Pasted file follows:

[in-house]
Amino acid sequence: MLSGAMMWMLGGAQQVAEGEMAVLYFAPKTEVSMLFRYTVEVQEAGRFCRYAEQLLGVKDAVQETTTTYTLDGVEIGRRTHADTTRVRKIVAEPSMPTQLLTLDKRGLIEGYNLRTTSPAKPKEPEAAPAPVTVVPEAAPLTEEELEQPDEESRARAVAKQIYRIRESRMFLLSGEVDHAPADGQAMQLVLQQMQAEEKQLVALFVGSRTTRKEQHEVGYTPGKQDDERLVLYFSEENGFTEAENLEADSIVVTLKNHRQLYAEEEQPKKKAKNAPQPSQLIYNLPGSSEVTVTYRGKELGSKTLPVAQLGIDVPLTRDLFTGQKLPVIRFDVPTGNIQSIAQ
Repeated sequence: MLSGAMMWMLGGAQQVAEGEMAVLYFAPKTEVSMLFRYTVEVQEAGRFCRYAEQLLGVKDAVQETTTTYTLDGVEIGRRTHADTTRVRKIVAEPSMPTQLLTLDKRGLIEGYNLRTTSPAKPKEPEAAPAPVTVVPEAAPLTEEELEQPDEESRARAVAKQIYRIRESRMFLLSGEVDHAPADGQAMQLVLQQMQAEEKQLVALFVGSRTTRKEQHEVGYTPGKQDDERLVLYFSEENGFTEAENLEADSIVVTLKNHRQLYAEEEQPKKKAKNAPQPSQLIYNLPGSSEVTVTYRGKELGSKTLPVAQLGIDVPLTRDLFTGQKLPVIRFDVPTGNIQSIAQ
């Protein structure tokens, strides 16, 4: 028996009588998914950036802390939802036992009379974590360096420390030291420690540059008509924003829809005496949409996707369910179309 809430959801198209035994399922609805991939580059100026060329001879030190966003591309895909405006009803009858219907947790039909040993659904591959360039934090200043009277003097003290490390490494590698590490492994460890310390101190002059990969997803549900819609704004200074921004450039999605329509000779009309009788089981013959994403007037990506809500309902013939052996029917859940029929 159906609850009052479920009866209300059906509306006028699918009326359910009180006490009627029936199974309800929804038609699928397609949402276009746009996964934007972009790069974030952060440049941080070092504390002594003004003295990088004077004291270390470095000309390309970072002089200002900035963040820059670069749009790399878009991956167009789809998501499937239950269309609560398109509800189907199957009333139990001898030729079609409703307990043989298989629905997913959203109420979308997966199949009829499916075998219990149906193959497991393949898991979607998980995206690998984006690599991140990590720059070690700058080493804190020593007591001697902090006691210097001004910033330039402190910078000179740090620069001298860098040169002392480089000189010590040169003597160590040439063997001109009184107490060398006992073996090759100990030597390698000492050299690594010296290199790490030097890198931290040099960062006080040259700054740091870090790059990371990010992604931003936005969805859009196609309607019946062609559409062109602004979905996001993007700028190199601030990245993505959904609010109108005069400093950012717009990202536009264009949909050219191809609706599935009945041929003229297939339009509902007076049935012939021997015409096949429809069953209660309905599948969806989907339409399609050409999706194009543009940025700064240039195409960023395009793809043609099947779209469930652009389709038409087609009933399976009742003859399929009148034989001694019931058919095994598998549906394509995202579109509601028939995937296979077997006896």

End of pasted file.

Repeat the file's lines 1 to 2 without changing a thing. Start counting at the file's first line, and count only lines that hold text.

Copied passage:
[in-house]
Amino acid sequence: MLSGAMMWMLGGAQQVAEGEMAVLYFAPKTEVSMLFRYTVEVQEAGRFCRYAEQLLGVKDAVQETTTTYTLDGVEIGRRTHADTTRVRKIVAEPSMPTQLLTLDKRGLIEGYNLRTTSPAKPKEPEAAPAPVTVVPEAAPLTEEELEQPDEESRARAVAKQIYRIRESRMFLLSGEVDHAPADGQAMQLVLQQMQAEEKQLVALFVGSRTTRKEQHEVGYTPGKQDDERLVLYFSEENGFTEAENLEADSIVVTLKNHRQLYAEEEQPKKKAKNAPQPSQLIYNLPGSSEVTVTYRGKELGSKTLPVAQLGIDVPLTRDLFTGQKLPVIRFDVPTGNIQSIAQ